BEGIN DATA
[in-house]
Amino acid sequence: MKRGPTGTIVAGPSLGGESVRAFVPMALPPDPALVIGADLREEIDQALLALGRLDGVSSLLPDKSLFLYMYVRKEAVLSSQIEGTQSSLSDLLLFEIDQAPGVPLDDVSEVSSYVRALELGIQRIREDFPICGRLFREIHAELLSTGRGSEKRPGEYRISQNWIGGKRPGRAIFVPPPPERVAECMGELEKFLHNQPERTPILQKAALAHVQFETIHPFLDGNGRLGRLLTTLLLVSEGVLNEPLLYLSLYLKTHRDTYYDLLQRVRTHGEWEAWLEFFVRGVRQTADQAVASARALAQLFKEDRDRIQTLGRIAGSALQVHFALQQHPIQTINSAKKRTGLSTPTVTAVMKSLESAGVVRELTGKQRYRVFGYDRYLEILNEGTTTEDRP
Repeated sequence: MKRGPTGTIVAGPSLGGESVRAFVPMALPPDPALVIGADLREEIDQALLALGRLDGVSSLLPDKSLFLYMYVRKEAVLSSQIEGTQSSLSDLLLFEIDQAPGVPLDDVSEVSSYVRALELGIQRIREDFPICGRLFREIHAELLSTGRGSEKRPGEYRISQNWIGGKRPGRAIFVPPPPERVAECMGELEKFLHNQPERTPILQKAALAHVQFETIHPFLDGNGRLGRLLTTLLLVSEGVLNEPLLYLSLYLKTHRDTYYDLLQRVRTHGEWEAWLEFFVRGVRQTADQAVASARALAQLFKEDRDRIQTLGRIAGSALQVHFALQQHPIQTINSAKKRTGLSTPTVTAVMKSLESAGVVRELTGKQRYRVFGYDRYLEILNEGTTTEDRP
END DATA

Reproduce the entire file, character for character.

[in-house]
Amino acid sequence: MKRGPTGTIVAGPSLGGESVRAFVPMALPPDPALVIGADLREEIDQALLALGRLDGVSSLLPDKSLFLYMYVRKEAVLSSQIEGTQSSLSDLLLFEIDQAPGVPLDDVSEVSSYVRALELGIQRIREDFPICGRLFREIHAELLSTGRGSEKRPGEYRISQNWIGGKRPGRAIFVPPPPERVAECMGELEKFLHNQPERTPILQKAALAHVQFETIHPFLDGNGRLGRLLTTLLLVSEGVLNEPLLYLSLYLKTHRDTYYDLLQRVRTHGEWEAWLEFFVRGVRQTADQAVASARALAQLFKEDRDRIQTLGRIAGSALQVHFALQQHPIQTINSAKKRTGLSTPTVTAVMKSLESAGVVRELTGKQRYRVFGYDRYLEILNEGTTTEDRP
Repeated sequence: MKRGPTGTIVAGPSLGGESVRAFVPMALPPDPALVIGADLREEIDQALLALGRLDGVSSLLPDKSLFLYMYVRKEAVLSSQIEGTQSSLSDLLLFEIDQAPGVPLDDVSEVSSYVRALELGIQRIREDFPICGRLFREIHAELLSTGRGSEKRPGEYRISQNWIGGKRPGRAIFVPPPPERVAECMGELEKFLHNQPERTPILQKAALAHVQFETIHPFLDGNGRLGRLLTTLLLVSEGVLNEPLLYLSLYLKTHRDTYYDLLQRVRTHGEWEAWLEFFVRGVRQTADQAVASARALAQLFKEDRDRIQTLGRIAGSALQVHFALQQHPIQTINSAKKRTGLSTPTVTAVMKSLESAGVVRELTGKQRYRVFGYDRYLEILNEGTTTEDRP